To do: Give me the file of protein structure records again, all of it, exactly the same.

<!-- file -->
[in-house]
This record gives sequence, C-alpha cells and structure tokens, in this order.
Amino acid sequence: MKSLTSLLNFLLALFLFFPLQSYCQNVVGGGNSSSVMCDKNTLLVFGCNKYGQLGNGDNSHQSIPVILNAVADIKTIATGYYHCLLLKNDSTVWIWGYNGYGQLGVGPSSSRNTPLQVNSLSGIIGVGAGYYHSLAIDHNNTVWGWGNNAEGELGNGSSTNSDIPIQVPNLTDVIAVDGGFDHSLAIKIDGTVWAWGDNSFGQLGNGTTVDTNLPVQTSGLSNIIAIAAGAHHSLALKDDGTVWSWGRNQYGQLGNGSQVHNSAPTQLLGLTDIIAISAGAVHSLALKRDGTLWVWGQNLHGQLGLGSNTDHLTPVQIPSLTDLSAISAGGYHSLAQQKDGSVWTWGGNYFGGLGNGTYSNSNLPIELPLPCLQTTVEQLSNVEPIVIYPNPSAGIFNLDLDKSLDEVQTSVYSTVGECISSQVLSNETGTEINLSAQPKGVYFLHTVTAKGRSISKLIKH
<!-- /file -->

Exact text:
[in-house]
This record gives sequence, C-alpha cells and structure tokens, in this order.
Amino acid sequence: MKSLTSLLNFLLALFLFFPLQSYCQNVVGGGNSSSVMCDKNTLLVFGCNKYGQLGNGDNSHQSIPVILNAVADIKTIATGYYHCLLLKNDSTVWIWGYNGYGQLGVGPSSSRNTPLQVNSLSGIIGVGAGYYHSLAIDHNNTVWGWGNNAEGELGNGSSTNSDIPIQVPNLTDVIAVDGGFDHSLAIKIDGTVWAWGDNSFGQLGNGTTVDTNLPVQTSGLSNIIAIAAGAHHSLALKDDGTVWSWGRNQYGQLGNGSQVHNSAPTQLLGLTDIIAISAGAVHSLALKRDGTLWVWGQNLHGQLGLGSNTDHLTPVQIPSLTDLSAISAGGYHSLAQQKDGSVWTWGGNYFGGLGNGTYSNSNLPIELPLPCLQTTVEQLSNVEPIVIYPNPSAGIFNLDLDKSLDEVQTSVYSTVGECISSQVLSNETGTEINLSAQPKGVYFLHTVTAKGRSISKLIKH